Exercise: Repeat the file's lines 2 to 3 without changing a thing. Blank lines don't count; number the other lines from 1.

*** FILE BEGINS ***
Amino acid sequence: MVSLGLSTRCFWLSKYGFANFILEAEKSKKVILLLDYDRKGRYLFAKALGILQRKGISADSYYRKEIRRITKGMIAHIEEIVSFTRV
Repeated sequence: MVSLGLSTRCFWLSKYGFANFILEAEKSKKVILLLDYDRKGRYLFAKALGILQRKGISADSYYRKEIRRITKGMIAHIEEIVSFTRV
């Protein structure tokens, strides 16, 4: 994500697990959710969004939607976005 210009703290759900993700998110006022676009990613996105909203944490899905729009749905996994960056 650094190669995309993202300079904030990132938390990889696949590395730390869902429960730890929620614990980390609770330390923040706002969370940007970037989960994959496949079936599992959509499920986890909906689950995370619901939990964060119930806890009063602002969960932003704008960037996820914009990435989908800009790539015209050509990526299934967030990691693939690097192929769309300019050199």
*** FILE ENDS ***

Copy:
Repeated sequence: MVSLGLSTRCFWLSKYGFANFILEAEKSKKVILLLDYDRKGRYLFAKALGILQRKGISADSYYRKEIRRITKGMIAHIEEIVSFTRV
């Protein structure tokens, strides 16, 4: 994500697990959710969004939607976005 210009703290759900993700998110006022676009990613996105909203944490899905729009749905996994960056 650094190669995309993202300079904030990132938390990889696949590395730390869902429960730890929620614990980390609770330390923040706002969370940007970037989960994959496949079936599992959509499920986890909906689950995370619901939990964060119930806890009063602002969960932003704008960037996820914009990435989908800009790539015209050509990526299934967030990691693939690097192929769309300019050199």